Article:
When to Cite

You should provide a citation whenever you quote, paraphrase, summarize or borrow ideas from the work of others, regardless of the source, media or format you borrow from.

How to Cite or Reference in My Text

The details of how you cite will vary by the discipline that you are writing in. But all styles require that you mark or set off the work of others from your own work in some prescribed way such as a footnote number or parenthetical reference at the end of your passage in which you use the material.  That reference will point directly to a full bibliographic citation for your source at the end of your paper.  That citation in turn will follow the format required by the particular style.

Three Pieces of Information You Must Have for Your Citations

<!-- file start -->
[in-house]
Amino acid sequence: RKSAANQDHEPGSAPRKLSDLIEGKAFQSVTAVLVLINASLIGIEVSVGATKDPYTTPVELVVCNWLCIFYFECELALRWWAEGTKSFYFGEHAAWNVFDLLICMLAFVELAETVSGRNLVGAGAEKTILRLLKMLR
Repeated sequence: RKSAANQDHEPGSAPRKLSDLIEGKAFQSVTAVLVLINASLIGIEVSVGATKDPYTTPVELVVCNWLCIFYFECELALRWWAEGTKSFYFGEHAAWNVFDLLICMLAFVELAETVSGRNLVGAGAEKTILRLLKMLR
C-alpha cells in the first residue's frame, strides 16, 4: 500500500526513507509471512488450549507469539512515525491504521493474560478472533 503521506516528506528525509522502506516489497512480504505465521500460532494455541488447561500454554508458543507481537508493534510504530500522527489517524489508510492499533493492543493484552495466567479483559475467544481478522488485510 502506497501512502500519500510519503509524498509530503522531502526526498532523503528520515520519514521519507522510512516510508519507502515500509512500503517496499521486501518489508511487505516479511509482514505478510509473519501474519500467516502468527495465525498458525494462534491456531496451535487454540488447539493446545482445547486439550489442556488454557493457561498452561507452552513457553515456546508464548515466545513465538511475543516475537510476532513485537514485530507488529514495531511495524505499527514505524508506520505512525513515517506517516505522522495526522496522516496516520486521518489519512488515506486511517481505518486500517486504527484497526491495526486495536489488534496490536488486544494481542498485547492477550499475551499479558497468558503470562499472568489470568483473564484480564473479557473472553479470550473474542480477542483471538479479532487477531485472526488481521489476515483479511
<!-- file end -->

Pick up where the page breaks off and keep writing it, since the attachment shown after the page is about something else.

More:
All styles require the name of the author, the title of the work, and the publication or posting information. If you do not have all three pieces, then you need to re-evaluate your use of that source for academic work.  Also, be aware that the publication information that is needed will depend on whether the source is a book, journal article or other format.


Author, Title, Publication for a Book


Author, Title, Publication for an Article


Author, Title, Publication for a Website

More Information on Citation Styles

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Parts of this work were adapted from the Plagiarism Resource Site (CC BY-NC-SA 3.0). The rest of this work was created by Jim Nichols, a former librarian at Oswego, and is licensed under a Attribution-NonCommercial-ShareAlike 3.0 license. If you have questions, please contact Kate Benedict.